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James Meschino DC, MS, ROHP

General Features
Various Ephedra species of plants are found throughout the world and grow in desert or arid regions.  Ephedra sinica, also known as Ma Huang, is probably the best-known Ephedra species, but there are many others.  They are erect, branching shrubs whose stems and branches contain alkaloids, of which 40-90 percent is the stimulant known as ephedrine and the remaining alkaloids being primarily pseudoephedrine and norpseudoephedrine.1,2,3

Western medicine’s interest in Ephedra began in 1923, with the discovery that ephedrine possessed a number of pharmacological effects.  Ephedrine was synthesized for pharmaceutical purposes in 1927 and since then both ephedrine and pseudoephedrine have been used extensively in over-the-counter cold and allergy medications.4  In 1973, more than 20 million prescriptions contained either ephedrine or pseudoephedrine.1

Principle Active Constituents

  1. Ephedrine

Ephedrine has similar pharmacological action as epinephrine, but is less potent.  Ephedrine is also absorbed more slowly than epinephrine, but is longer acting with more sustained effects on the brain and central nervous system, but again is much less potent.4   Both ephedrine and pseudoephedrine cross the blood brain barrier resulting in stimulation of the nervous system.11

The physiological effects of ephedrine are similar to those of epinephrine and include:

  • Increases blood pressure
  • Increases cardiac output
  • Increases heart rate
  • Increases blood flow to the heart, brain, and skeletal muscle
  • Decreases blood flow to the intestinal tract and kidneys
  • Relaxation of bronchial muscles and uterine muscles 4
  1. Pseudoephedrine

Pseudoeohedrine also relaxes bronchial muscles like Ephedra, but exerts weaker effects on the heart and central nervous system.  Therefore, it is often recommended in the treatment of chronic asthma instead of ephedrine.4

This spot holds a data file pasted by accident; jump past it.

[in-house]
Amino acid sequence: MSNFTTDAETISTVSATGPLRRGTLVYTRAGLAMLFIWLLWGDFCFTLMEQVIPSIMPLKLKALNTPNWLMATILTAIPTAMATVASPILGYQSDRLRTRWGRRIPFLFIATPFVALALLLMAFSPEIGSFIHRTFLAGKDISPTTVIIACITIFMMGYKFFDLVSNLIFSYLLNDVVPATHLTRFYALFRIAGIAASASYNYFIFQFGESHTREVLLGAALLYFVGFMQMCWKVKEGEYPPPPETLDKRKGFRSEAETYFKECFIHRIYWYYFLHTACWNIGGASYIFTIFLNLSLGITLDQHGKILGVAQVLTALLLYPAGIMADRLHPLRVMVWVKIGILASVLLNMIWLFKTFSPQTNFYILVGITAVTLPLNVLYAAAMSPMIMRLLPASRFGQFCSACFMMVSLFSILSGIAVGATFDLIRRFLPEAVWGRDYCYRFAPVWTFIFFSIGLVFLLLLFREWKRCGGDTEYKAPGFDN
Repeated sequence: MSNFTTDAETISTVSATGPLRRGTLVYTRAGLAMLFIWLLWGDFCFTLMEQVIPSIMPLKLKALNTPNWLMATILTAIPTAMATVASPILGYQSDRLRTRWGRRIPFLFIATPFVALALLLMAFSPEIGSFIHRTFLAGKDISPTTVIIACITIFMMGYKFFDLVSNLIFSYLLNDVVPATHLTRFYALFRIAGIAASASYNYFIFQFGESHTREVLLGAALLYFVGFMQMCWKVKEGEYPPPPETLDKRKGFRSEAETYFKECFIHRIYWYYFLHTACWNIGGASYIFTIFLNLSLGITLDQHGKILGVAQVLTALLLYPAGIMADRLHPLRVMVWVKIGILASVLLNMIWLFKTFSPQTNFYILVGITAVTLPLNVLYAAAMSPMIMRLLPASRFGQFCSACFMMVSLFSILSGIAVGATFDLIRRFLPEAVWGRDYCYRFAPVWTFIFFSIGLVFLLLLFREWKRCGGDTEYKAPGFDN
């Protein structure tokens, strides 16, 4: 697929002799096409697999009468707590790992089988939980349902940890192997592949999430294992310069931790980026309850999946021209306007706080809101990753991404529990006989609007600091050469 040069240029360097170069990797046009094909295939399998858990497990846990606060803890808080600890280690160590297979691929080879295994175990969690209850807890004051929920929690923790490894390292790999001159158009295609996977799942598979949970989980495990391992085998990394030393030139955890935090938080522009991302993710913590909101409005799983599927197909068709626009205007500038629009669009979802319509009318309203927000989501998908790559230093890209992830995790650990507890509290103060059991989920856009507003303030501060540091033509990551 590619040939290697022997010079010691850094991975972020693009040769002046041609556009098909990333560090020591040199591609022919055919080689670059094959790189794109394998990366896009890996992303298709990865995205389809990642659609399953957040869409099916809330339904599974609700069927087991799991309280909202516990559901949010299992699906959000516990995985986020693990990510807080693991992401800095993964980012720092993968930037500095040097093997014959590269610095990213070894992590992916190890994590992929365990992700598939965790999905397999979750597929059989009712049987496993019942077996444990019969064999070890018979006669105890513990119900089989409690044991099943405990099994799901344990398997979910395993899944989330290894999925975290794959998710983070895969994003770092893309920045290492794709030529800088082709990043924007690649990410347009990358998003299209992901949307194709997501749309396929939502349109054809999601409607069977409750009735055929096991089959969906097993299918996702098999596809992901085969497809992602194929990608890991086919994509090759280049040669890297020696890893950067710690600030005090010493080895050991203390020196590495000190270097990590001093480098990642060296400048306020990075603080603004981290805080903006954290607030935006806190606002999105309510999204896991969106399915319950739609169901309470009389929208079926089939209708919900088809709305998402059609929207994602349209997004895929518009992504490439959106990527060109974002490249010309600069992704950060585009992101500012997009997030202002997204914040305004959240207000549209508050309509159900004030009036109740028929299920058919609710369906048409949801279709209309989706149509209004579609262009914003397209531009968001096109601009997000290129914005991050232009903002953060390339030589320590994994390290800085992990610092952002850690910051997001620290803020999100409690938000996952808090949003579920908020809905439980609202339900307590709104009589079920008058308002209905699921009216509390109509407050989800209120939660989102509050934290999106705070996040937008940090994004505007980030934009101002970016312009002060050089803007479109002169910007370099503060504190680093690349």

Clinical Application and Mechanism of Action
Weight Loss Aid
Ephedra has been shown to increase the metabolic rate and encourage the release of fatty acids from adipose tissue to the bloodstream, where they may be taken up and used as a metabolic fuel by skeletal muscle and other tissues.  Ephedra acts as a sympathetic nervous system stimulant, enhancing the release of adrenaline and providing a direct thermogenic effect. 5,6

The thermogenic effect can be enhanced by methylxanthines (i.e., caffeine) and salicylates.  As such, combinations of these ingredients have been used in studies with athletes and have been shown to produce ergogenic performance-enhancing effects. 7,8,9

For weight loss patients, most of the studies have used a combination of 20 mg of ephedrine and 200 mg of caffeine, three times daily.  Although significant weight loss results have been achieved using this approach (i.e., 36 lbs of weight loss in 24 weeks compared to 29 lbs in the placebo group), health practitioners and consumers should be aware of the dangerous side effects that can result (see Adverse Side Effects and Toxicity) from the use of ephedrine or Ephedra-containing supplements.7

Dosage Range and Standardized Grade
Weight Loss Aid
As a weight loss aid, a common dosage is 12.5 – 25.0 mg of ephedrine, taken twice or three times per day.  Most Ephedra species (i.e., Ephedra sinica or Ma Huang) are 1 – 3 percent alkaloid content, but a 10 percent standardized extract is now available.  Therefore, the dosage of a 10 percent alkaloid content (Ma Huang) extract would be 125 to 250 mg, three times daily.1

Adverse Side Effects, Toxicity and Contraindications

As reported by the FDA (U.S.) Special Nutritionals Adverse Event Monitoring System, 17 percent of all adverse reactions related to dietary supplements were a result of Ephedra-containing products in 1998 (more than 800 reports).

The list of adverse side effects include:

  • Nervousness
  • Insomnia
  • Irritability
  • Psychosis
  • Headache
  • Dizziness
  • Seizures
  • Stroke
  • Premature ventricular contractions
  • Increased blood pressure
  • Myocardial infarction (heart attack)
  • Sudden death 10,12,13